Britain’s biggest business lobby group has joined leading scientists and British universities in fighting to ensure that practical experiments continue to count towards A-level science results.
TES can reveal that the Confederation for British Industry (CBI) has warned that Ofqual’s proposal to stop marks for practical work contributing to overall A-level grades is “not acceptable to business”.
“It would be wrong for a student to receive a top grade in a science subject without displaying strong, relevant practical skills,” the CBI states in its response to the official consultation being run by Ofqual, England’s exams regulator, which closes today.
“While there are obvious challenges in the design and assessment of these skills, their importance means that the removal of marks from the final grade would be a significant step backwards and could undermine employer confidence in the qualification.”
At the moment, 20-30 per cent of overall grades in A-level biology, chemistry and physics are calculated according to the marks candidates receive for their practical coursework.
But Ofqual wants that to change for reformed A levels – to be introduced from 2015 – because it has concerns about coursework cheating and over-generous marking by teachers.
The regulator says that the new qualifications should be 100 per cent exam assessed. A requirement for practical skills would remain, but the assessment of them would be reported separately from the main A-level grades, and would not contribute towards them.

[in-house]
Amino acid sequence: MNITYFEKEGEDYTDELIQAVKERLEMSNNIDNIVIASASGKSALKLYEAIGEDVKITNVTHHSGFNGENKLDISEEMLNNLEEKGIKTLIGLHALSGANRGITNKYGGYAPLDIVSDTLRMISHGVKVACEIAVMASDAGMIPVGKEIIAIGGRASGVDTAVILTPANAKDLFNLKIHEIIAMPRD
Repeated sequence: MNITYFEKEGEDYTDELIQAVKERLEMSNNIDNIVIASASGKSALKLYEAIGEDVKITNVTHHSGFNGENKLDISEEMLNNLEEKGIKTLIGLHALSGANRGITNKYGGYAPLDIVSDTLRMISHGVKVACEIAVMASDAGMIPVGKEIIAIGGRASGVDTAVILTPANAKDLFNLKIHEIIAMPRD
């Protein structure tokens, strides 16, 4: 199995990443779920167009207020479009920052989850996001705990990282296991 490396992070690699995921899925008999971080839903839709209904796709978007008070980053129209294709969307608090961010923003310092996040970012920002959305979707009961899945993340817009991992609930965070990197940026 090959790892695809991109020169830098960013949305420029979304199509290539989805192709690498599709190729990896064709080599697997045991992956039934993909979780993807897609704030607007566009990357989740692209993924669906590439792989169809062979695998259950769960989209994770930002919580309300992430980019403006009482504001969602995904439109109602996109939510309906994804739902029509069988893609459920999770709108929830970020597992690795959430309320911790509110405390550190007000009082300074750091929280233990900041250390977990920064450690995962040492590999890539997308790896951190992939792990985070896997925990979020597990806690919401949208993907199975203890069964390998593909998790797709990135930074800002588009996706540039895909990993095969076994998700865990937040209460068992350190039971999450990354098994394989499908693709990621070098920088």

A high powered group, representing the scientific establishment and the UK’s universities, has already condemned Ofqual’s plan as “baffling”.
The leading scientists and academics claim that “an A-level system in which science students can achieve top grades without any demonstration of translating knowledge into practice” would misrepresent “the nature of science” and leave students “ill-equipped” for further scientific study.
Influential scientific charity the Wellcome Trust also says that Ofqual’s proposals are “extremely worrying” and has cited an Ofsted report published in November, after the A-level consultation began.
The inspectorate’s report warned that “too many school leavers are not well-enough equipped scientifically with practical, investigative and analytical skills” and said the government should ensure that such skills were “assessed as an integral part” of the reformed A levels.
Ofqual says that reporting practical work separately from the main A-level grade will allow a wider range of practical skills to be assessed, in different ways.
But the CBI claims that this is unrealistic. “The inspection regime is focused on exam results so if this is not formally assessed, then the risk is it is just not done at all,” Rob Wall, CBI's head of education policy, told TES.
Ofqual is concerned about rising levels of “malpractice” and overly generous teacher marking. It says that where schools lack the facilities for all pupils to complete practical assignments simultaneously, it is “almost impossible to keep the nature of the task confidential”.
But Mr Wall said: “If they can sort this for computer science and for geography, where there will still be practical work, surely they can tackle this for classical sciences.
“There is a cultural issue here. We need to trust our teachers. They do in other countries, like Finland, that have much more teacher assessment and much better outcomes.”
However Ofqual believes that the objectors have failed to appreciate the educational benefits that it says would come from freeing up practical science work from assessment.
Glenys Stacey, Ofqual chief regulator, wrote this month: “Some have taken our proposals to mean we don’t value practical work in science.
“In fact, it’s quite the opposite. We are not saying practical skills are unimportant, we are saying they are so important that the assessment arrangements should not adversely influence (limit) what students experience and learn.”